Tireless advocates of Los Angeles, the Broads have championed the cultural and architectural vitality of the city. Committed to the belief that all great cities need a vibrant center, Mr. Broad was the visionary behind the development of Grand Avenue in downtown Los Angeles, which will blend residential, retail, cultural and recreational uses into a civic centerpiece to rival the main boulevards of the world’s greatest cities. In 1996, Mr. Broad and then-Mayor Richard Riordan spearheaded the fundraising campaign to build the Frank Gehry-designed Walt Disney Concert Hall, which opened to worldwide acclaim in October 2003. The Broads provided the lead gift to the Los Angeles Opera to create a production of Richard Wagner’s four-opera cycle Der Ring des Nibelungen that debuted in 2009—2010. They gave $10 million in 2008 to create an endowment for programming and arts education at The Eli and Edythe Broad Stage and The Edye Second Space at the Santa Monica College performing arts center.
From 2004 to 2009, Mr. Broad served as a Regent of the Smithsonian Institution by appointment of the U.S. Congress and the President. He is a Fellow of the American Academy of Arts and Sciences and in 1994 was named Chevalier in the National Order of the Legion of Honor by the Republic of France. Mr. Broad serves on the board of the Future Generation Art Prize. He received the Carnegie Medal of Philanthropy in 2007 and the David Rockefeller Award from the Museum of Modern Art in March 2009.
Strong believers in higher education, the Broads have further extended their philanthropy to a number of universities across the country. The Broad Foundation made a major contribution to the School of the Arts and Architecture at UCLA for The Eli and Edythe Broad Art Center. Mr. Broad is a life trustee at Caltech, where the Broads created the Broad Fellows Program in Brain Circuitry, gave the cornerstone gift to create the Broad Center for the Biological Sciences, and funded the creation of the Joint Center for Translational Medicine at Caltech and UCLA to advance experimental research into clinical applications.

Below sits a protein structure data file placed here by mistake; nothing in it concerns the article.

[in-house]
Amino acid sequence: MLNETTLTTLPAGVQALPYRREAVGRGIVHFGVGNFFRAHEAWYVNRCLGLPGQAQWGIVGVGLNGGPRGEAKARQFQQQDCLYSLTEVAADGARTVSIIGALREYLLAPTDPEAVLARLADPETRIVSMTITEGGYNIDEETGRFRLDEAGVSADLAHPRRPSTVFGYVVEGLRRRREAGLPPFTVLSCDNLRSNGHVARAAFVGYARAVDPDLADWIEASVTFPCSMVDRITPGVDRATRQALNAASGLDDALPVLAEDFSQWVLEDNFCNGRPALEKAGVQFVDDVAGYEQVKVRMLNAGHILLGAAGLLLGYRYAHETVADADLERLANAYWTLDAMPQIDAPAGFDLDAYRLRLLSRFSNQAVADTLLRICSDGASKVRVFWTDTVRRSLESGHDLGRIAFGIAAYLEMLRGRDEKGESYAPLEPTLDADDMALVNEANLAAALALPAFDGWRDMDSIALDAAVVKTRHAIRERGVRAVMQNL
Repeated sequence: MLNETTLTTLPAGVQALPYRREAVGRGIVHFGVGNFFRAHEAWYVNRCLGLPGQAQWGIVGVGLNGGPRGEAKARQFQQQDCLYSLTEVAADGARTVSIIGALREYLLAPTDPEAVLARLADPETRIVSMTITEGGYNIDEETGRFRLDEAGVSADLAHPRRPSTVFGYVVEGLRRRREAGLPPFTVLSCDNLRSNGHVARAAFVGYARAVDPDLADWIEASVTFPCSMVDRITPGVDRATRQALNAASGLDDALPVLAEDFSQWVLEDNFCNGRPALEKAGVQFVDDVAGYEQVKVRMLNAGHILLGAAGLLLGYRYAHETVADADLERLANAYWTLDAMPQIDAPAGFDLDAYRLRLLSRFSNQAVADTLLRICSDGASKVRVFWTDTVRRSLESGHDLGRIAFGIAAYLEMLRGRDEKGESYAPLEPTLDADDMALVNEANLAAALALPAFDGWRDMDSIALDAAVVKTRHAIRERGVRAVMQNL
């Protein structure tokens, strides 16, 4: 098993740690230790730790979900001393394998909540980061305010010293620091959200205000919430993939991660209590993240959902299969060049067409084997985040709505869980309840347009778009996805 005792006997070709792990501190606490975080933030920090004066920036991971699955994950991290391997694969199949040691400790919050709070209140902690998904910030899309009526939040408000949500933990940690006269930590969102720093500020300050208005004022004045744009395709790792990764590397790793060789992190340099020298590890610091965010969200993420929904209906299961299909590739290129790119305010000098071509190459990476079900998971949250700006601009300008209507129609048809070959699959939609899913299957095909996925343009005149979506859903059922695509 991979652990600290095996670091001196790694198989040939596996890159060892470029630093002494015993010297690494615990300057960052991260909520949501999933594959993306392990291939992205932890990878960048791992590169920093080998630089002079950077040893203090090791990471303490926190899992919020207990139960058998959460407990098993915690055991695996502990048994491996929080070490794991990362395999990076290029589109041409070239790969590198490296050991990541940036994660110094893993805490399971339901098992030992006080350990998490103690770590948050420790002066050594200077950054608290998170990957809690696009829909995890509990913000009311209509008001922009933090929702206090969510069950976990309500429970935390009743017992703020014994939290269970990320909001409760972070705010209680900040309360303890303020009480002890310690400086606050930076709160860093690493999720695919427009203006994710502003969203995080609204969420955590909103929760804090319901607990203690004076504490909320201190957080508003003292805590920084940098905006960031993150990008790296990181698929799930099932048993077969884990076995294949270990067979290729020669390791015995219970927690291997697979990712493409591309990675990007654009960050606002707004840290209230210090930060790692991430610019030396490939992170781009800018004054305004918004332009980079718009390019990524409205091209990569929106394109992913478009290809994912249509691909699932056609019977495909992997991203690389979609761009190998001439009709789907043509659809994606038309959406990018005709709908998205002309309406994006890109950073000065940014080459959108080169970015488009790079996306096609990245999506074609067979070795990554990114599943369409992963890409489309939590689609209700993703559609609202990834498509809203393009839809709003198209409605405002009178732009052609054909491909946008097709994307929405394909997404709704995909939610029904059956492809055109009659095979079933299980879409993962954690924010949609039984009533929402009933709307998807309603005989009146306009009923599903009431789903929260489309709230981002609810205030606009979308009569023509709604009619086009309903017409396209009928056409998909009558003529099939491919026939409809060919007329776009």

In 2006, the Keck School of Medicine at the University of Southern California announced the creation of the Eli and Edythe Broad CIRM Center for Regenerative Medicine and Stem Cell Research. The Broads gave a major gift to UCLA for the Eli and Edythe Broad Center of Regenerative Medicine and Stem Cell Research, which opened in 2010. In 2008, the Broads gave a major gift to the University of California, San Francisco for the new headquarters of the Eli and Edythe Broad Center of Regeneration Medicine and Stem Cell Research. Mr. Broad has also served as chairman of the board of trustees of Pitzer College and vice chairman of the board of trustees of the California State University system.
In 1991, the Broads endowed The Eli Broad College of Business and The Eli Broad Graduate School of Management at Michigan State University (MSU), where Mr. Broad graduated cum laude in 1954. In June 2007, the Broads announced a $26 million gift to create the Eli and Edythe Broad Art Museum at MSU, and they gave an additional $2 million to the project in January 2010. The museum will open in November 2012.
Mr. Broad is also a bestselling author with the publication of his first book, “The Art of Being Unreasonable: Lessons in Unconventional Thinking,” released by Wiley & Sons in May 2012.
The Broads reside in Los Angeles and have two grown sons.